Karen, at Journey of a Quilter posted about a month ago about the "Quilter's Diet." However, I just recently read it. I found it so inspiring and such a positive way at looking at Stash Reduction I asked if I could write about. The hyper-link takes you to her post, but I wanted to hit on the parts I felt applied to me.
1) 30 Day Expiration: I have frequently approached fabric diets with the "starvation" technique. That is, I tell myself I can't buy any more fabric until I make a sizable dent in my current stash. Well, the same thing happens with fabric as when you try to do this with food: I end up feeling deprived and rebel. I am also an impulse shopper...and fabric has a siren's song like no other!! So, if I tell myself: "Okay, you may have this fabric, BUT you have to wait 30 days before buying it, " I think that will slow down my purchases. Like a weasel after shiny items, I tend to want the pretty thing in front of me. If I am still thinking about the fabric after 30 days, then it must be something I really like and not just an impulse.
2) Keep the pantry organized: Karen notes that " Knowing what you have in stock is very important, so keeping the pantry organized is a must and it is a good aid for trimming the fat. Frequent visits, to the pantry, is a great reminder of what supplies I have on hand and projects waiting to be finished. " Right now, my fabric pantry is not organized and I don't remember what I have stored. But, I am on my way. Folding my fabric like a file and then filing it by color lets me know what larger pieces I have. My fat quarters are already stored by color. Every new, unorganized plastic tub I open has been like winning a door prize! "OH, I forgot I had that!! What cool fabric!!" It feels like shopping in my own private quilt shop. Of course, some of the fabric is 20 years old...but you know what...sometimes that 20 year old fabric is just the right shade for that border, etc.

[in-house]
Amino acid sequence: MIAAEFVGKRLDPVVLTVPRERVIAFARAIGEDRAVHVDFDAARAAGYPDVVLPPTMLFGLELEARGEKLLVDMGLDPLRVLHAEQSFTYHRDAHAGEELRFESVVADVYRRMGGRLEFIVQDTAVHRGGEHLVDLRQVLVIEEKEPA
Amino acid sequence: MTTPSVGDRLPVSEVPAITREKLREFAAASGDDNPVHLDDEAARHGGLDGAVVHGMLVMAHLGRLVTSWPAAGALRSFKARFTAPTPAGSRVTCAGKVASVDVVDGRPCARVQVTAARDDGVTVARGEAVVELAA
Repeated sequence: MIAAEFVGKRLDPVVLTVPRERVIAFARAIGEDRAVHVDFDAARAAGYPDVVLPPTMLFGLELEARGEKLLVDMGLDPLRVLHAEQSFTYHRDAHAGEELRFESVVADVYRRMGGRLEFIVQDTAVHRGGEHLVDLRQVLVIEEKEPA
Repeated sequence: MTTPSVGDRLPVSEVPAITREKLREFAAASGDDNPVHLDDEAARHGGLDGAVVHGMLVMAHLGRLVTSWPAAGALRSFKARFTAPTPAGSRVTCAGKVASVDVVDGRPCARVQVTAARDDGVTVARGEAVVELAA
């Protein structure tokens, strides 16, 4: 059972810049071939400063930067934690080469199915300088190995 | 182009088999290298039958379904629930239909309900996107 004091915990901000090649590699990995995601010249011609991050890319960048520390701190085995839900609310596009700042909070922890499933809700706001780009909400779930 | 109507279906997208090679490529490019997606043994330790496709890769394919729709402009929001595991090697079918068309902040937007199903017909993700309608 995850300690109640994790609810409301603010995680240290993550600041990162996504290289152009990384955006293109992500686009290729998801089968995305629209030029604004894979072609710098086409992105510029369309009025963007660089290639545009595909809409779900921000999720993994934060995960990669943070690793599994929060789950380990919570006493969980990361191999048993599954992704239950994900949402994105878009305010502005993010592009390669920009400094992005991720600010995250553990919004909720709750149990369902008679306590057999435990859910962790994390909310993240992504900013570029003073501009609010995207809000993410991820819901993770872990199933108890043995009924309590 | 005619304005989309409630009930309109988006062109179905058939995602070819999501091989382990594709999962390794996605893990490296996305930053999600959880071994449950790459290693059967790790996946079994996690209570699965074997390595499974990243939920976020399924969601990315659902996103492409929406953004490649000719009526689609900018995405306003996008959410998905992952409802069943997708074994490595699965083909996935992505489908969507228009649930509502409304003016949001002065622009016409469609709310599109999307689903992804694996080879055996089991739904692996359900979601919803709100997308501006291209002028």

3) Rainy Day Cupboard: This is a cupboard where Karen keeps her "kits" of projects she has bought and is ready to start. I have a similar system and I like it. I have put fabric, pattern, etc together and then "filed" them in plastic bins. I will talk more about that in a future post. My sister, Karen, at Hazel Dell Quilts turned me onto some of my techniques.
4) Gift of the Year: I really like this idea. She has one "big" project that she works on throughout the year (which may take more than a year) while she is working on smaller projects. I'm not one of those people who can work on 1 project at a time. The few big projects I have started have not been finished because I feel like I have to dedicate my life to it...rather than look at it as a gift for myself and working on it on an intermittent basis.
5) Taa-Daa List: I LOVE this part. Karen does away with the "To Do" list (who ever likes one of those?) and changes it to
a "Taa-Daa" list!! What a happy idea!!
I hope you feel as energized by Karen's outlook on her
Fabric Diet as I do!
I started this weekend by working on my cluttered sewing room downstairs. I "de-stashed" most of my yarn. Because of arthritis in both my thumbs, I can't knit or crochet anymore. I do have a tabletop loom, so I saved my favorite wool & cotton yarn for weaving projects. I am giving away/selling over 100 skeins of yarn, I am embarrassed to confess! But, I am starting to feel lighter already!!
Happy Stitching to you!!